This week’s post was written in response to a request for more information from a dedicated follower. Uveitis or inflammation of the uveal tract of the eye is frequently diagnosed in both dogs and cats. Thus, it’s important for pet parents to have a working knowledge of this problem. So, I hope you find the information helpful. Happy reading!
Uveitis – What is it?
The eye has three basic layers:
- Fibrous (outer) layer – composed of the cornea and sclera
- Vascular (middle) layer – the uvea
- Neuroectodermal (inner) layer – composed of the retina and optic nerve
This post is focused on the vascular or middle layer called the uvea. The uvea is further divided into three parts:
- Iris – the colorful part of the eye that controls the amount of light entering the eye by changing the size of the pupil
- Ciliary body
The iris and the ciliary body form the anterior uvea while the choroid is commonly called the posterior uvea. Uveitis simply means inflammation of the uvea. Each part of the uvea is continuous with the other, meaning inflammation typically affects more than one part of the uveal tract. Common terms used to describe uveal inflammation are:
- Anterior uveitis – inflammation of the iris and ciliary body
- Posterior uveitis – inflammation of the choroid and ciliary body
- Panuveitis – inflammation of all parts of the uvea
Uveitis – What does it look like?
There many clinical signs associated with uveitis, most notably
- Photophobia – sensitivity to light
- Blepharospasm – involuntary closure of the eyelids
- Epiphora – excessive tearing
- Pain – often manifests as depression and reduced (or lack of) appetite
Other eye changes that may be seen with uveitis are discoloration of the cornea, constriction of the pupil (called miosis), deformation of the pupil, discoloration of the iris, and evidence of inflammation in part of the eye called the anterior chamber (space between the cornea and the iris). Eyes with uveitis often appear redder than normal due to inflammation.
Uveitis – How is it diagnosed?
The veterinarian will obtain an exhaustive patient history. They will also perform a complete physical examination, including a thorough ophthalmic evaluation. Every patient with a “red eye” like that typically seen in patients with uveitis should have three important non-invasive tests performed – they are so important they are often called the “Big 3.” These tests are:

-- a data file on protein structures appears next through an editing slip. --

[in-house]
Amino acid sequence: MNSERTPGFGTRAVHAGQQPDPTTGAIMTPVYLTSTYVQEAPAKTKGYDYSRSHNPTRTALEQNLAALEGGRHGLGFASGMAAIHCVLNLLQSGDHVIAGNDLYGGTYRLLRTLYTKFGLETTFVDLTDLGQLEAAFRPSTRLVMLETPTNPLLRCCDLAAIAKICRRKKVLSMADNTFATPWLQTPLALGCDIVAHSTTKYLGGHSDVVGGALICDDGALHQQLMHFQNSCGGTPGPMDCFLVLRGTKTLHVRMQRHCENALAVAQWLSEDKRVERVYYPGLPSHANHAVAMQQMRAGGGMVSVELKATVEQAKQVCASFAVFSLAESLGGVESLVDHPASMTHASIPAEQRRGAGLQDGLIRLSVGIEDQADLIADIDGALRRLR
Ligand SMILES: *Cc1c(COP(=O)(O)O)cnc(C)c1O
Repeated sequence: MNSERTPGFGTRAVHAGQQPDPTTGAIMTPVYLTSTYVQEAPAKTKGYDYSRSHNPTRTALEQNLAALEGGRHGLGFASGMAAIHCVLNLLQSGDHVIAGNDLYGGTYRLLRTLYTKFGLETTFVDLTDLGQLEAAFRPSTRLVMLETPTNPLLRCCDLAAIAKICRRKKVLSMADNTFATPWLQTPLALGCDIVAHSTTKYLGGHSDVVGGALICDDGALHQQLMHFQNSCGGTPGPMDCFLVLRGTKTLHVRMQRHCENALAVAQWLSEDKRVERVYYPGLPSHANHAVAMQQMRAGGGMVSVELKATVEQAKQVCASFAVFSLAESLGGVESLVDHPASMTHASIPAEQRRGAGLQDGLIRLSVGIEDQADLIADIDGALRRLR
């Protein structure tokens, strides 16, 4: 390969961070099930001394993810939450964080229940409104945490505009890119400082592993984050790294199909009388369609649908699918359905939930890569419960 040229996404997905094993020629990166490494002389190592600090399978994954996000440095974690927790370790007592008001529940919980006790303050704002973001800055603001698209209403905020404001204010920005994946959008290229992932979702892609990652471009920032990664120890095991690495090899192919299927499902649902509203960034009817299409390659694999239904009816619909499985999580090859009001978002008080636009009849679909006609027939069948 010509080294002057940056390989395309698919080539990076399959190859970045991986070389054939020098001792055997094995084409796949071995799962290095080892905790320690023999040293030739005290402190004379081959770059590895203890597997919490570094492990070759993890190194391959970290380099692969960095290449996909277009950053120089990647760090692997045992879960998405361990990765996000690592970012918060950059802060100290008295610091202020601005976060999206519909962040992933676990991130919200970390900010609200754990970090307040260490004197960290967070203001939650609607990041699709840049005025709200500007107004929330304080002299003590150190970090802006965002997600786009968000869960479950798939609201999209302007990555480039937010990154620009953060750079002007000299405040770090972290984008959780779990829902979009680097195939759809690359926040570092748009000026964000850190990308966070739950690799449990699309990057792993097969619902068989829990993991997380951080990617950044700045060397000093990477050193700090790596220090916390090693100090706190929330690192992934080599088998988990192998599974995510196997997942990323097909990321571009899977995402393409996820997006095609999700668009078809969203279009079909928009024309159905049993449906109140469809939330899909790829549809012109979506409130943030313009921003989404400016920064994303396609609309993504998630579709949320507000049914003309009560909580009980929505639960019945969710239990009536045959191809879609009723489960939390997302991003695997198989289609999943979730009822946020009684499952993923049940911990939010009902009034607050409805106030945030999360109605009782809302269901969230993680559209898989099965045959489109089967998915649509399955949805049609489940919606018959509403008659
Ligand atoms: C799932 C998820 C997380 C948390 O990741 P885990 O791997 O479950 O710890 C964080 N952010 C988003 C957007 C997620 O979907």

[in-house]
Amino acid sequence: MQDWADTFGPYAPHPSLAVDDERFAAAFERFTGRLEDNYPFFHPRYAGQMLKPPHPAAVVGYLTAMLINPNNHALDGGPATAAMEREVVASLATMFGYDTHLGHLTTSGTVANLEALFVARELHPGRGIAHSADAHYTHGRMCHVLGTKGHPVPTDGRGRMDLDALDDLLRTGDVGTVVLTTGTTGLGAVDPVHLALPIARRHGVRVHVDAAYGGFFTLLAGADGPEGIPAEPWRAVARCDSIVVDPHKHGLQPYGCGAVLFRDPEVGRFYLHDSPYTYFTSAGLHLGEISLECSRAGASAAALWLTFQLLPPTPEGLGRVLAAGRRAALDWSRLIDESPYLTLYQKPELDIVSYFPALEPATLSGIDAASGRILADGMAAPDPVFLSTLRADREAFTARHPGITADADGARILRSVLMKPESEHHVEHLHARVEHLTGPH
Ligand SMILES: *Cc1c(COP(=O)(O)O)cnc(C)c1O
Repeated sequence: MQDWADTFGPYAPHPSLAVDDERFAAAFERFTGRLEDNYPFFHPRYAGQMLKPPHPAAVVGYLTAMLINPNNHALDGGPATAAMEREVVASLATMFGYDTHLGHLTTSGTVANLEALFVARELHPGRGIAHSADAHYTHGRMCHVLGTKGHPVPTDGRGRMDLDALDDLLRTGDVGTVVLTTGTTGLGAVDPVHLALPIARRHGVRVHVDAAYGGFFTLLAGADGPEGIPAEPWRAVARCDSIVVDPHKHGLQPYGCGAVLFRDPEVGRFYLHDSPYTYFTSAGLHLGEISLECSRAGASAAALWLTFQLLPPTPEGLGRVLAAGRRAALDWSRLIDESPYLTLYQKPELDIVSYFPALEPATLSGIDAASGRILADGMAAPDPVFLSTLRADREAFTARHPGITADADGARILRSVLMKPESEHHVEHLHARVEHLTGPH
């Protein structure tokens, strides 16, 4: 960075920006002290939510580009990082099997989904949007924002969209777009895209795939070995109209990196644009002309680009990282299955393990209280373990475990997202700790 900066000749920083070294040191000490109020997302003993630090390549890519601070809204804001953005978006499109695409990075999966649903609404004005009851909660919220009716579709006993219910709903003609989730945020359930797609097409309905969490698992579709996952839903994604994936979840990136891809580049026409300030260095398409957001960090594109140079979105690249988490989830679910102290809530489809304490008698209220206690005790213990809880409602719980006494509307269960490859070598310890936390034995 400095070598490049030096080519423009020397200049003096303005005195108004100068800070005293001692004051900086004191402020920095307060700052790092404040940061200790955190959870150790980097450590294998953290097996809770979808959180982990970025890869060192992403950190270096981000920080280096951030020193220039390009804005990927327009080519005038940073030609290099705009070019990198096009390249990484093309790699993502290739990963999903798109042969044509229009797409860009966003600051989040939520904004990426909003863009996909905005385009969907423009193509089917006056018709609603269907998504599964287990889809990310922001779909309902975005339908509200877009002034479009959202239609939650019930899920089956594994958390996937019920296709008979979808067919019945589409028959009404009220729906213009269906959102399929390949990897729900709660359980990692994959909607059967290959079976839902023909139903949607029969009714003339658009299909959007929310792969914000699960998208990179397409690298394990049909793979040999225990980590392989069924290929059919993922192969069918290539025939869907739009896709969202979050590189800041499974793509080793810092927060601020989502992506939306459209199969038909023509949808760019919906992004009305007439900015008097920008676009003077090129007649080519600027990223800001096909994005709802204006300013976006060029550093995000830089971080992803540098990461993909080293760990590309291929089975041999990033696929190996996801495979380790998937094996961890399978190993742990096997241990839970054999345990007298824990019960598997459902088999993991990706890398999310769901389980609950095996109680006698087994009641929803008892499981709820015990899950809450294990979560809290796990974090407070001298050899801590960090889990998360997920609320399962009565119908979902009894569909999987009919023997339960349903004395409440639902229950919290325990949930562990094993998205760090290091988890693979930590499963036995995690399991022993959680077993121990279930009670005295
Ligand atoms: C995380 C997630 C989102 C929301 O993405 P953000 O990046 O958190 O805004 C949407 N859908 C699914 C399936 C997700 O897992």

- Schirmer tear test – to assess ability to produce adequate volume of tears
- Fluorescein dye test – to check for damage to the cornea
- Tonometry – to check the pressure inside each eye (called intraocular pressure)
Patients with uveitis often have low intraocular pressures. The veterinarian should also use some special instruments to look at different parts of the eye, including the anterior chamber and the retina. The use of a slit lamp (aka biomicroscopy) and ophthalmoscope to completely evaluate the eye is profoundly important. Many primary care doctors don’t have these instruments and will recommend partnering with a board-certified veterinary ophthalmologist.
Based on a patient’s history and examination findings, the uveitis is classified (i.e.: anterior vs. posterior vs. pan) and ultimately categorized as one of the following:
- Infectious organisms (i.e. bacterial, fungi, algae, protozoa, viruses, etc.)
- Associated with systemic disease
- Unknown etiology
To achieve accurate categorization, the veterinarian may need to perform some non-invasive tests (i.e.: blood/urine assays, diagnostic imaging, etc.) to help identify the underlying cause.
Uveitis – How is it treated?
Treatment depends on the underlying cause and the severity of inflammation. Accurately identifying and effectively treating the proper etiologic cause of uveitis is of paramount important for successful management of this condition. The veterinarian may inject and/or prescribe topical and systemic anti-inflammatory medications to control the intense inflammation in the eye. A class of medication called a cycloplegic should be prescribed to help reduce pain, dilate the pupil, and present damage to the iris. Systemic pain medications may also be temporarily needed. Occasionally, medications to modulate how the immune system reacts are needed. Pet parents are encouraged to collaborate with a board-certified veterinary ophthalmologist to develop the most effective treatment plan.
The take-away message about uveitis in dogs and cats…
Uveitis or inflammation of the uvea is a relatively frequent eye problem documented in dogs and cats. There is a myriad of potential causes, and prompt diagnosis and intervention are needed to save and preserve a patient’s vision.
Wishing you wet-nosed kisses,